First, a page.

From Waste to Taste: a dinner experiement
Full Zine PDF: WasteToTaste
From Waste to Taste was a dinner experiment that brought residents of my apartment building together over unwanted or unused food. This project relied on the contribution of soon-to-be wasted food and created a space for meeting an interaction among people that live in close proximity to one another. The process of transforming “waste into taste” occurred in three main steps. The first was the collection of food from residents. Here’s a short message I sent out:
You’re invited to my Waste Makes Taste dinner this Saturday, March 31st! In preparation for the meal, I ask that you contribute one unused or unwanted food item from your kitchen. Really, I want your unwanted food! All you have to do is let me know what time you’d like me to pick it up, and I will be there to get it. Let me know if you can make it, and feel free to bring your roommate. I look forward to seeing you!
Second, was the planning and preparation of the meal. I had no way of knowing what food I would be given, so what I cooked somewhat spontaneous. This transformation of unrelated food scraps into one cohesive meal is interested in the way it relates to the relationships among participants. This brings me to the third step: the meal. Every person that showed up at my apartment was greeted by someone they had not previously known. However, a relationship already existed within the food. Unlike a potluck, where each person brings a dish to a gathering, this project asked for ingredients that would later be joined into one dish. Though small, it’s a gesture that links people and creates a common ground.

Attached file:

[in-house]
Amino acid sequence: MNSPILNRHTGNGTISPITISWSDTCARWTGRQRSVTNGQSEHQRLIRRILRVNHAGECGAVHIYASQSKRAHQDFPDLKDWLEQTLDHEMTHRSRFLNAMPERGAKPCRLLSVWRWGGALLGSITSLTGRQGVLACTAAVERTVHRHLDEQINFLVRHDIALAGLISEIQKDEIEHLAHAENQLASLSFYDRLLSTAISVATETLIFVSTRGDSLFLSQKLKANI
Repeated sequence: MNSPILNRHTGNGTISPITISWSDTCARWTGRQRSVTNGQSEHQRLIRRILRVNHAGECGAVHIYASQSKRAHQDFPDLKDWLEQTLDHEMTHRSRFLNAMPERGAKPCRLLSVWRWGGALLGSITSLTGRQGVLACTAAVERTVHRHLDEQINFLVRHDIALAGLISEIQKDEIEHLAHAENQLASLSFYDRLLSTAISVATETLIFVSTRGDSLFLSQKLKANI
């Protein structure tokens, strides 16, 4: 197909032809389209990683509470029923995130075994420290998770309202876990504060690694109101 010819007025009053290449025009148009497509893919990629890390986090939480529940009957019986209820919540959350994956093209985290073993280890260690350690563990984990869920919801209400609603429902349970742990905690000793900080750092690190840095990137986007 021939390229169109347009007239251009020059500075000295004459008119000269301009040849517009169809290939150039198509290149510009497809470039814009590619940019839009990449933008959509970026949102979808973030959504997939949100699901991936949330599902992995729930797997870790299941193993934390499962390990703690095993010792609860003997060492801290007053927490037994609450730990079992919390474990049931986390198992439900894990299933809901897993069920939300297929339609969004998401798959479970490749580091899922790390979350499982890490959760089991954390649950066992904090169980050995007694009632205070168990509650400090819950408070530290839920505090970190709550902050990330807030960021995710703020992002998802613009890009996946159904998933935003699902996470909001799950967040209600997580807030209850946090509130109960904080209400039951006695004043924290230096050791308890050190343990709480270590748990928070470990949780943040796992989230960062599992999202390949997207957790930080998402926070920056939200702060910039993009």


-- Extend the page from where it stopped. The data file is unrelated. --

Another major component of this piece was the incorporation of food waste into a meal. Since moving into my current apartment, I’ve noticed that many residents fail to consume all of the food they buy. Broadly speaking, this project questions societal relationships to food, including food access and the interactions that happen between people during a meal. More specific to this project is the way a meal can function to unify individuals. It also brings the matter of food justice into question by generating discussion on food waste.
In sum, From Waste to Taste incorporates participation in multiple ways. The first is the exchange of unwanted food to be used for a meal. The second is the meal itself, where residents of my apartment building were able meet one another. While there was no set agenda for the conversations that happened during the meal, the “collaborative” dishes were a viable starting. Those discussions carried on organically, proving the power of a meal and its ability to reveal connections among previously disparate individuals.